Walk up Simcoe Street, north of Adelaide Avenue, and you’ll come across a National Historic Site that takes up a city block and has been a celebrated part of Oshawa’s landscape for more than 100 years. Through the gates, past an immaculate lawn with pristine gardens full of luscious blooms, stands a 15,000-square-foot palatial abode built in 1917 that’s steeped in history and acts as a monument to the city’s storied past.
Parkwood Estate is an institution in the city. Built on the grounds of what was once Prospect Park is the 55-room mansion that was once the home of the “first family of Oshawa” — the late Robert Samuel McLaughlin (affectionately known as Colonel Sam), an industrialist and the founding president of General Motors of Canada, his wife, Adelaide, and their five daughters. The home, inspired by Beaux-Arts architectural design, and the surrounding 11 acres of gardens have been dutifully well-maintained for more than a century (thanks in part to the Parkwood Foundation). It remains open to the public for guided tours and delicious lunches at the Tea House, plus it serves as a spectacular venue for a plethora of events, pop-up shops, film and television shoots (including the X-Men movie franchise), weddings and corporate functions.
According to the curator, blueprints for the estate date back to 1914. When it came time to design and build their lavish dream home, the McLaughlins were inspired by classical and picturesque chateaus and villas in Europe and intended to build their home using the latest in technology and innovation. Designed by masters of institutional architecture, the team of Darling and Pearson (who designed the University of Toronto, the Royal Ontario Museum and Toronto General Hospital, to name a few of their projects in the province), Parkwood’s style is described as Classic Revival, with nods to Georgian architecture and Art Deco features. The corridors and rooms were adorned with impressive works of art and hand-painted murals (by significant Canadian and European artists), as well as opulent architectural features such as carved wood, ornate ceiling treatments, fireplaces and intricate mantles. No elaborate mansion at the time would’ve been complete without highly decorative window treatments, embellished chandeliers, custom-loomed carpets, Louis XVI furniture, a vast and enviable collection of objet d’art, as well as hidden stairways and panels. While there was certainly a nod to Old-World style and craftmanship, it was just as important to the McLaughlins to ensure their home was filled with the modern conveniences of the day, such as an in-house telephone system, air conditioning, climate control for the art gallery and an elevator. These were rare in homes at the time, but the wealthy, sophisticated family enjoyed entertaining and sharing these luxuries with those closest to them.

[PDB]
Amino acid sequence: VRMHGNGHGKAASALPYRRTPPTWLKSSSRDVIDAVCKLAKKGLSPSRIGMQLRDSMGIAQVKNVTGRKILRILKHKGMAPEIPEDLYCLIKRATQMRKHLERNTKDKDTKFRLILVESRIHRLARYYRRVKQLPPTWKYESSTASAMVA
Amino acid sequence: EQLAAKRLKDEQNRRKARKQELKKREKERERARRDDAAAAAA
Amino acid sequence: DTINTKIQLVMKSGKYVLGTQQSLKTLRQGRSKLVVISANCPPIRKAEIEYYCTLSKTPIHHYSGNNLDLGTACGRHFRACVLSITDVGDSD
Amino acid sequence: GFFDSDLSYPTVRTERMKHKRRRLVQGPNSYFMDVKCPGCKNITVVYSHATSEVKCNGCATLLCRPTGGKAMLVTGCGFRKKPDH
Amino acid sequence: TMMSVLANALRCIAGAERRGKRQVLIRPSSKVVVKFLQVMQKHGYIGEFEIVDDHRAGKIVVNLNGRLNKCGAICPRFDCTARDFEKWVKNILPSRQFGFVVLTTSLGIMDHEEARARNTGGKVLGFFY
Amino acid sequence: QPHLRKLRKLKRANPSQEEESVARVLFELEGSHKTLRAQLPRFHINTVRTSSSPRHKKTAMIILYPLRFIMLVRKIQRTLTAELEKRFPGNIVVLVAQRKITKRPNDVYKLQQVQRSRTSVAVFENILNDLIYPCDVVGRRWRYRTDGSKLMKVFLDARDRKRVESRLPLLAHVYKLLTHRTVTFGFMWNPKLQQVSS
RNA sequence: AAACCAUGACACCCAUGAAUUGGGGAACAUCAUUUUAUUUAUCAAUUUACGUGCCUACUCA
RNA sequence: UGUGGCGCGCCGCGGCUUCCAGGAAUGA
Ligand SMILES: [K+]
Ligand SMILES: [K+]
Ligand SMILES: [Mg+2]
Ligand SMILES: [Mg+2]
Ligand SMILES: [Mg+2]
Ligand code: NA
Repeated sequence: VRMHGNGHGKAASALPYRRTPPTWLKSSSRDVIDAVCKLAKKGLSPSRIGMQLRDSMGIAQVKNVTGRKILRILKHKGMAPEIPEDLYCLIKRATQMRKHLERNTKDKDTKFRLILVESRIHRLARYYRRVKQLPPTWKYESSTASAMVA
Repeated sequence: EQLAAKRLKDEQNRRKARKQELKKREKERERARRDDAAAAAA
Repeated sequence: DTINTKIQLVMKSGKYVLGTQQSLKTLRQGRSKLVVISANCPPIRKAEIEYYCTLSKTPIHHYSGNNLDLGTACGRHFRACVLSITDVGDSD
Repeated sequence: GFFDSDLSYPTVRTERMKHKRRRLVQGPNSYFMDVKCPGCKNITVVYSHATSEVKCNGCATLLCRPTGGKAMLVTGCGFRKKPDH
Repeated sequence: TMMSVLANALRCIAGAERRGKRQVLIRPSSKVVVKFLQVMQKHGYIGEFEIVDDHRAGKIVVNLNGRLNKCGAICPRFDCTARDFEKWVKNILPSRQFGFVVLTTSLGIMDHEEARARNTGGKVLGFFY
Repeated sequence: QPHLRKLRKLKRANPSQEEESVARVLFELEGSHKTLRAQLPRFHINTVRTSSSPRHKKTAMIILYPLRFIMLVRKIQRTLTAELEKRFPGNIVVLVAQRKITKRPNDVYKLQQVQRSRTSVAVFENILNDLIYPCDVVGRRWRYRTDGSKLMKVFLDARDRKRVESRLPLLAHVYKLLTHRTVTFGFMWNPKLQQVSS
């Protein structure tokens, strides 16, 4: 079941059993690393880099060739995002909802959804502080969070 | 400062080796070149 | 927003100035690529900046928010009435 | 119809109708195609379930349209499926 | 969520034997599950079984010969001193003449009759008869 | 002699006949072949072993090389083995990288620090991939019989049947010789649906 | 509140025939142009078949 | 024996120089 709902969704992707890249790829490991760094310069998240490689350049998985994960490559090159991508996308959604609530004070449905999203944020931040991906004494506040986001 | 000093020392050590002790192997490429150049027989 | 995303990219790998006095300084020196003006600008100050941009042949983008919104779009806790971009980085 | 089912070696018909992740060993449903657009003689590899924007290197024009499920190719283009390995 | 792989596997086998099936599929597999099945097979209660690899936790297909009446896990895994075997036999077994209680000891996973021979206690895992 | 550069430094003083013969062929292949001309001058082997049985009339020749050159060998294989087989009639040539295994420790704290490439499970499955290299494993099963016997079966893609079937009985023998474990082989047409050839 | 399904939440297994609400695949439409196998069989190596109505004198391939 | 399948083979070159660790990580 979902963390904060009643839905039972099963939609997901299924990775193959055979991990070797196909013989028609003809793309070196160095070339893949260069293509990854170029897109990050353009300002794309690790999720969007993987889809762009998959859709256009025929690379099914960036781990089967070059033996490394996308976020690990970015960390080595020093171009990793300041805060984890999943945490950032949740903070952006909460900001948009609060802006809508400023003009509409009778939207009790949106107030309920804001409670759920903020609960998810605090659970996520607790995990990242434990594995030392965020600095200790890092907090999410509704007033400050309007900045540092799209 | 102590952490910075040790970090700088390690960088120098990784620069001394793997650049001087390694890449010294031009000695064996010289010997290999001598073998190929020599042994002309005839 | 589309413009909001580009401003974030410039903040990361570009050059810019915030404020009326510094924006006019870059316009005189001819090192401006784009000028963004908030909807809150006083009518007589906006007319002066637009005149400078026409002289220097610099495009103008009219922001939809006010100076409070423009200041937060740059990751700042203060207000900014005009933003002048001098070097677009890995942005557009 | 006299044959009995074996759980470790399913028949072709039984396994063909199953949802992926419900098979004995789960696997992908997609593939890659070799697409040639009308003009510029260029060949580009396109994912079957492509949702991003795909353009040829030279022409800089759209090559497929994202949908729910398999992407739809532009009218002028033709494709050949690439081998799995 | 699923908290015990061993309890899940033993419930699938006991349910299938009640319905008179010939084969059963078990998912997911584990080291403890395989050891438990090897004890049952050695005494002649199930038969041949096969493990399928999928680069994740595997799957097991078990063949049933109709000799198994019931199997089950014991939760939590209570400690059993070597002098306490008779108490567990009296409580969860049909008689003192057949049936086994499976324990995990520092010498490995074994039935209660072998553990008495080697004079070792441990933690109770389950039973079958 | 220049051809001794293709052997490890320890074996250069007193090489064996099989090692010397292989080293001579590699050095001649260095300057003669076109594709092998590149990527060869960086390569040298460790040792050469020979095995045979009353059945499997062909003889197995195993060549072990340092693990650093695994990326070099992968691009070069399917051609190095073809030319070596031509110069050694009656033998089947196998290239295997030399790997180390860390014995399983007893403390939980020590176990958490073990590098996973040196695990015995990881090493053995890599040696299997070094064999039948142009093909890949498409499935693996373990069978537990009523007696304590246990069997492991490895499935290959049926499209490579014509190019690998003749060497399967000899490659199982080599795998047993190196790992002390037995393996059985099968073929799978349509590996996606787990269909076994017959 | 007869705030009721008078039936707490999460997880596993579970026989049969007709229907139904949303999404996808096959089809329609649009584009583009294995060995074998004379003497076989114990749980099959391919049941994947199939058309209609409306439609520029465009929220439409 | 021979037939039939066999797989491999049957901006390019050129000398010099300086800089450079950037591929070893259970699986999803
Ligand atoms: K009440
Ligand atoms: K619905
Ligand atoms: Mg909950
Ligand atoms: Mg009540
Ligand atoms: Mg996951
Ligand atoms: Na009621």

Their majestic estate also housed a conservatory, indoor swimming pool, bowling alley and squash court.
Outside the manor, the family took great interest and care in the property’s landscaping and gardens. They were just as devoted to ensuring the exterior of their estate was as meticulously maintained as the interior, so their staff of 24 gardeners and horticulturalists worked out of 11 greenhouses to create beautiful gardens evocative of those in England. Cedar hedges were used to divide the spaces — not only were there formal gardens, but there were recreation spaces and a dedicated area for growing fruits and vegetables.

The McLaughlins lived on the property for 55 years until Colonel Sam’s death at the age of 100 in 1972 (Adelaide died in 1958), the same year it opened to the pubic, and the federal government designated Parkwood a historic site in 1989. Today, the estate is preserved as if the family still lived there, with room settings and vignettes designed to give guests a realistic view of the McLaughlins’ lives. Visitors can stroll through the estate and experience the photos and cherished mementos that adorn the space. Silver, monogrammed linens, needlework, crystal, China, trophies, awards and other memorabilia are displayed with care inside, while the gardens outside represent how they appeared in the 1930s. Every space on the property tells a story and celebrates the contribution of one of the city’s most prominent, respected and remembered families.
Visit parkwoodestate.com to learn more about the home, event services and to book a tour.

Photo Credit: Courtesy of Parkwood NHS Archives.

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